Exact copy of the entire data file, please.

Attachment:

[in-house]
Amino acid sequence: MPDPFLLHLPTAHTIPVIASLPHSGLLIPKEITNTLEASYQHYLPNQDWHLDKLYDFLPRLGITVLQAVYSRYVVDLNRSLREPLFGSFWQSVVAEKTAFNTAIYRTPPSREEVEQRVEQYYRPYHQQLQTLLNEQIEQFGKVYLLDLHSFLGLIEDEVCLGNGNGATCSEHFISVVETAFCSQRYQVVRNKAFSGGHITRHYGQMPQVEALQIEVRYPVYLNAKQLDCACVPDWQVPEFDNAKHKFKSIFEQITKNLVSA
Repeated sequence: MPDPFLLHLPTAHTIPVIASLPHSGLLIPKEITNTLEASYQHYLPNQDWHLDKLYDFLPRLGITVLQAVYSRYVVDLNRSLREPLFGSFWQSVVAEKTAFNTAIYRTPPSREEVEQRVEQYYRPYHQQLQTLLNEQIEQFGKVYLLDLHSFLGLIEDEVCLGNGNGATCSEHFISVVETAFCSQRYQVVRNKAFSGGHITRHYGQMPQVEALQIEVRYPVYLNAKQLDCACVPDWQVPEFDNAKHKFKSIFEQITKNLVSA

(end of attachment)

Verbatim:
[in-house]
Amino acid sequence: MPDPFLLHLPTAHTIPVIASLPHSGLLIPKEITNTLEASYQHYLPNQDWHLDKLYDFLPRLGITVLQAVYSRYVVDLNRSLREPLFGSFWQSVVAEKTAFNTAIYRTPPSREEVEQRVEQYYRPYHQQLQTLLNEQIEQFGKVYLLDLHSFLGLIEDEVCLGNGNGATCSEHFISVVETAFCSQRYQVVRNKAFSGGHITRHYGQMPQVEALQIEVRYPVYLNAKQLDCACVPDWQVPEFDNAKHKFKSIFEQITKNLVSA
Repeated sequence: MPDPFLLHLPTAHTIPVIASLPHSGLLIPKEITNTLEASYQHYLPNQDWHLDKLYDFLPRLGITVLQAVYSRYVVDLNRSLREPLFGSFWQSVVAEKTAFNTAIYRTPPSREEVEQRVEQYYRPYHQQLQTLLNEQIEQFGKVYLLDLHSFLGLIEDEVCLGNGNGATCSEHFISVVETAFCSQRYQVVRNKAFSGGHITRHYGQMPQVEALQIEVRYPVYLNAKQLDCACVPDWQVPEFDNAKHKFKSIFEQITKNLVSA